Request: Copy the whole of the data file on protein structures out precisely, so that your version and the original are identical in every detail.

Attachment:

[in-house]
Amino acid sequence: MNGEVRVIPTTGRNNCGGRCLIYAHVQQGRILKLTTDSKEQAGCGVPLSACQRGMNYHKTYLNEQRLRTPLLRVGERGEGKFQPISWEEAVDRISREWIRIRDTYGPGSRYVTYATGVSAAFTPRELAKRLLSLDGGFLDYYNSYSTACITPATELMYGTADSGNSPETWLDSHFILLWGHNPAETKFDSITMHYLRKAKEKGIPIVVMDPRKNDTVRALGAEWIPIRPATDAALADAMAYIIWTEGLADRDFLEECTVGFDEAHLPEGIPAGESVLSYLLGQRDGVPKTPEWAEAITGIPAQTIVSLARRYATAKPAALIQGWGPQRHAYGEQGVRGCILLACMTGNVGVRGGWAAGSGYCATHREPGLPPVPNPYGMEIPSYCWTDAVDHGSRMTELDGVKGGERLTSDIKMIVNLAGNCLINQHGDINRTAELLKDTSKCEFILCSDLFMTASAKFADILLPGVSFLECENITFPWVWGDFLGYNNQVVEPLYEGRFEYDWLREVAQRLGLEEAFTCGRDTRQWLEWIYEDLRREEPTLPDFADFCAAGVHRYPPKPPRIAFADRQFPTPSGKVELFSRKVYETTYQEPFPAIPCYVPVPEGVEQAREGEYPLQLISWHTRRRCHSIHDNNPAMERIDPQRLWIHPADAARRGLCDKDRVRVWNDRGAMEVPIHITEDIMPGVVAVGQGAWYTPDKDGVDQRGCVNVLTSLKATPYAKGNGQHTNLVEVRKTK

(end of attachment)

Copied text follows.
[in-house]
Amino acid sequence: MNGEVRVIPTTGRNNCGGRCLIYAHVQQGRILKLTTDSKEQAGCGVPLSACQRGMNYHKTYLNEQRLRTPLLRVGERGEGKFQPISWEEAVDRISREWIRIRDTYGPGSRYVTYATGVSAAFTPRELAKRLLSLDGGFLDYYNSYSTACITPATELMYGTADSGNSPETWLDSHFILLWGHNPAETKFDSITMHYLRKAKEKGIPIVVMDPRKNDTVRALGAEWIPIRPATDAALADAMAYIIWTEGLADRDFLEECTVGFDEAHLPEGIPAGESVLSYLLGQRDGVPKTPEWAEAITGIPAQTIVSLARRYATAKPAALIQGWGPQRHAYGEQGVRGCILLACMTGNVGVRGGWAAGSGYCATHREPGLPPVPNPYGMEIPSYCWTDAVDHGSRMTELDGVKGGERLTSDIKMIVNLAGNCLINQHGDINRTAELLKDTSKCEFILCSDLFMTASAKFADILLPGVSFLECENITFPWVWGDFLGYNNQVVEPLYEGRFEYDWLREVAQRLGLEEAFTCGRDTRQWLEWIYEDLRREEPTLPDFADFCAAGVHRYPPKPPRIAFADRQFPTPSGKVELFSRKVYETTYQEPFPAIPCYVPVPEGVEQAREGEYPLQLISWHTRRRCHSIHDNNPAMERIDPQRLWIHPADAARRGLCDKDRVRVWNDRGAMEVPIHITEDIMPGVVAVGQGAWYTPDKDGVDQRGCVNVLTSLKATPYAKGNGQHTNLVEVRKTK